Thomas Merton (1915-1968) was a contemplative monk who spent 27 years inside the walls of a Trappist monastery in Kentucky. Only in his last year was he permitted to travel at any length. Even though he was never at Auschwitz this poetry places him there so as to let a generous sensitivity and tenacious faith like his respond to this horrendous calamity. Merton stands for all those who, in the light of Auschwitz, ask the question: where was God, and in so asking expose their belief to severe trial. Merton's struggle with this question was lived out elsewhere. Only the location has been shifted in the poetry that follows.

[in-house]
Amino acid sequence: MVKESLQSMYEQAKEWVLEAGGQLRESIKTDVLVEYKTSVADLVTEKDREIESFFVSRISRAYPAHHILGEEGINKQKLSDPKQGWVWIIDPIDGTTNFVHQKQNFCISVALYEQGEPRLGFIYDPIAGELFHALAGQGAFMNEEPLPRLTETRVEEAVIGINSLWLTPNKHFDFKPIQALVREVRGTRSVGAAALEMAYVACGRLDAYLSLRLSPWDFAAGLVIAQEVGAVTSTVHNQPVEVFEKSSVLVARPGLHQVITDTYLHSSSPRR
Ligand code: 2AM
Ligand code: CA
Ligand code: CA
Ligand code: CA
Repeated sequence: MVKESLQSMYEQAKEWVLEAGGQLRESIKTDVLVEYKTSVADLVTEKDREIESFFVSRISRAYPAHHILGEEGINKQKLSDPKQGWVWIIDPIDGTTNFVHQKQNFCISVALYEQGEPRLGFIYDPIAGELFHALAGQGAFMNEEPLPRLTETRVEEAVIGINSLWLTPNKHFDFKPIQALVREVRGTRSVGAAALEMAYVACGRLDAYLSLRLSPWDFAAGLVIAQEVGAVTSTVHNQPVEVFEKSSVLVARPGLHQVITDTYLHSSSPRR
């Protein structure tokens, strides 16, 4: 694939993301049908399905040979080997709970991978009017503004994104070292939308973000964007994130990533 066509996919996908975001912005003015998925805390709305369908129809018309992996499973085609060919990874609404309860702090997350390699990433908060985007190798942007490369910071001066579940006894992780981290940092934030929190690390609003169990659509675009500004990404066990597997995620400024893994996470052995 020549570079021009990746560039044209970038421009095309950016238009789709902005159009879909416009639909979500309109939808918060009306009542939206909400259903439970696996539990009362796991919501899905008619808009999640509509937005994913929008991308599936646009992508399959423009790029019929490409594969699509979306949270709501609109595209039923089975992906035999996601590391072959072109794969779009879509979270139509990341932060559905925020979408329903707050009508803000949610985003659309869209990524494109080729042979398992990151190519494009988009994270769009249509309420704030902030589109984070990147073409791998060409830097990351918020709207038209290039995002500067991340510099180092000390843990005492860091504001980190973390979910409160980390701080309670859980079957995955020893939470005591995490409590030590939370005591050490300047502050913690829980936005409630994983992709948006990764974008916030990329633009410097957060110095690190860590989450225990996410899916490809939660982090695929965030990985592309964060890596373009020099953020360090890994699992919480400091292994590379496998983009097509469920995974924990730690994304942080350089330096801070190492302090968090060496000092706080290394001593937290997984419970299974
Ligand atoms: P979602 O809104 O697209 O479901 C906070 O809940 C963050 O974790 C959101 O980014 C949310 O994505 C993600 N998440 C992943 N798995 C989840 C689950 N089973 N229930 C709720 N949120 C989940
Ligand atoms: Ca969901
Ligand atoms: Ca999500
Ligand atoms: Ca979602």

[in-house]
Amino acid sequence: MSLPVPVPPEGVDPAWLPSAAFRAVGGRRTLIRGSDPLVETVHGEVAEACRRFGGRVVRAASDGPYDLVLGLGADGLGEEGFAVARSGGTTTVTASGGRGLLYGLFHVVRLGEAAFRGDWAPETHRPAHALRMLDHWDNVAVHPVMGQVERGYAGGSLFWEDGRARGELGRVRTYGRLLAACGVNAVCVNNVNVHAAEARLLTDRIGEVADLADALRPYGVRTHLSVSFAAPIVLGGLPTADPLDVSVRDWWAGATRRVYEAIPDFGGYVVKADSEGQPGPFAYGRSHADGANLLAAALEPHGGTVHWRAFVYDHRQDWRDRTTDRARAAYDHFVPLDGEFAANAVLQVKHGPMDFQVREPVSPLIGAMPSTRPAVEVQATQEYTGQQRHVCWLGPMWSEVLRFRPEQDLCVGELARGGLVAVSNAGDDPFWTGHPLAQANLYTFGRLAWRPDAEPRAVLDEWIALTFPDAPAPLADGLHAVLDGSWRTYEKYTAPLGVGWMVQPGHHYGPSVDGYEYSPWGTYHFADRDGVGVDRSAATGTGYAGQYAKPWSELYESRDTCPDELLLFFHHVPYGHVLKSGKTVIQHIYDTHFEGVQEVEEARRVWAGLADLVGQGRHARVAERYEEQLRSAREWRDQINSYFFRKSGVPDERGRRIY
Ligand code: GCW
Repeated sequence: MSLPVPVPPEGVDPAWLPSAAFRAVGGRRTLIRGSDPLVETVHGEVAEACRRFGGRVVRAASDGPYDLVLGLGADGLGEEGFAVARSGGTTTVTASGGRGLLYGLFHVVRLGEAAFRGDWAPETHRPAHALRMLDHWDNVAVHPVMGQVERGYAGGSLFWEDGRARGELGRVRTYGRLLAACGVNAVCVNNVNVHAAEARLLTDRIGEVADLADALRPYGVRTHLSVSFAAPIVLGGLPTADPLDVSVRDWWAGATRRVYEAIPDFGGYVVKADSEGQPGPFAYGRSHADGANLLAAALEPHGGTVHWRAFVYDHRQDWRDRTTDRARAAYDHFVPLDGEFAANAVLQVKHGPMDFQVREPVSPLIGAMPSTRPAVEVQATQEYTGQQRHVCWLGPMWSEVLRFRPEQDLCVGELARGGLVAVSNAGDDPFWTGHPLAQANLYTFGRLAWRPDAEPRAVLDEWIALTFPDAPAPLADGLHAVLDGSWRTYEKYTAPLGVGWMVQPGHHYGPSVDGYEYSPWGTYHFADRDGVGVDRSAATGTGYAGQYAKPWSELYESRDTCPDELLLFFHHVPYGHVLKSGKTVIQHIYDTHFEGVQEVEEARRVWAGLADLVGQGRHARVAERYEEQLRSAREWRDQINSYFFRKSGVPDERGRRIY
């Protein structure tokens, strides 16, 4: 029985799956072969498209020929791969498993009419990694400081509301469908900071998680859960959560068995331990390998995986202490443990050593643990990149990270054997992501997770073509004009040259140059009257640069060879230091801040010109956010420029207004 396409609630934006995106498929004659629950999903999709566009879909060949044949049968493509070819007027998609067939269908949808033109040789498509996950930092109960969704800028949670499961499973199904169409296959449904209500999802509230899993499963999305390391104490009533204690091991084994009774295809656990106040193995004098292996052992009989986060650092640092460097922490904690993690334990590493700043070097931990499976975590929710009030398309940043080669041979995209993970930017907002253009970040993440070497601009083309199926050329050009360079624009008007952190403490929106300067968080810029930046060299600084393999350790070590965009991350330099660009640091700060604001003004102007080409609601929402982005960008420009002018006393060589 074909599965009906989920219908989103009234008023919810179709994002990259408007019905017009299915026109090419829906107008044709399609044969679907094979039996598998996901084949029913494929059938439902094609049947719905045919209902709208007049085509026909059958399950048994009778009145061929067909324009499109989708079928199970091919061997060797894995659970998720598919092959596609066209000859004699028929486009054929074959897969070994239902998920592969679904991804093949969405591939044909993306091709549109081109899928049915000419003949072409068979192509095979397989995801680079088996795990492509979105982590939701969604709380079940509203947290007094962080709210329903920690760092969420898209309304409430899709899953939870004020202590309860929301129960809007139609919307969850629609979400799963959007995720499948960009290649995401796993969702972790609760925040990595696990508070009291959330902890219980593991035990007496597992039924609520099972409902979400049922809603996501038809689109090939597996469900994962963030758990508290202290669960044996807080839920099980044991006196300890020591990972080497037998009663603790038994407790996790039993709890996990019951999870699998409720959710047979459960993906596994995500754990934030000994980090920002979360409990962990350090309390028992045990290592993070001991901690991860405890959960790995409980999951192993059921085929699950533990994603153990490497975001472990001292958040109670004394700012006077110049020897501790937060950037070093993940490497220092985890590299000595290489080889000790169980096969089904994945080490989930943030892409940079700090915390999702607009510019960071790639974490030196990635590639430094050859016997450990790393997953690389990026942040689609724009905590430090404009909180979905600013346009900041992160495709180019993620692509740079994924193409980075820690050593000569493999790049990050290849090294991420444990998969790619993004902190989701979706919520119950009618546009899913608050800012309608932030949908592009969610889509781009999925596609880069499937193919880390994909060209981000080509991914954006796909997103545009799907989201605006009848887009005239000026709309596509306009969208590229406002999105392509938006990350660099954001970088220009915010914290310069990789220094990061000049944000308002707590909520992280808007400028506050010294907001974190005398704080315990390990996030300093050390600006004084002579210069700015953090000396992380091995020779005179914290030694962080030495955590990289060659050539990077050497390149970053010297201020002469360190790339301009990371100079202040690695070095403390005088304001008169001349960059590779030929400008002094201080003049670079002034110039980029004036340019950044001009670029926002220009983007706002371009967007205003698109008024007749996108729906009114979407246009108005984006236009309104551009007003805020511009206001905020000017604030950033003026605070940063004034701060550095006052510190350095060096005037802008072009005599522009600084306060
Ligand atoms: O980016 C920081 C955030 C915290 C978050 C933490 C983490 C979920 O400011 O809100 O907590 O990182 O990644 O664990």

Tuesday, November 28, 2017

Arrival Platform ~

Thomas watched what they did
With the child
Who fell from the cattle car
That brought the women
From Warszawa.
How the soldier grabbed it by the feet
And smashed it up against
The steel siding.

Someone saw Thomas rush over
To hold up a trough of tin
To catch consecrated chalicefuls
Of mothers' tears in.

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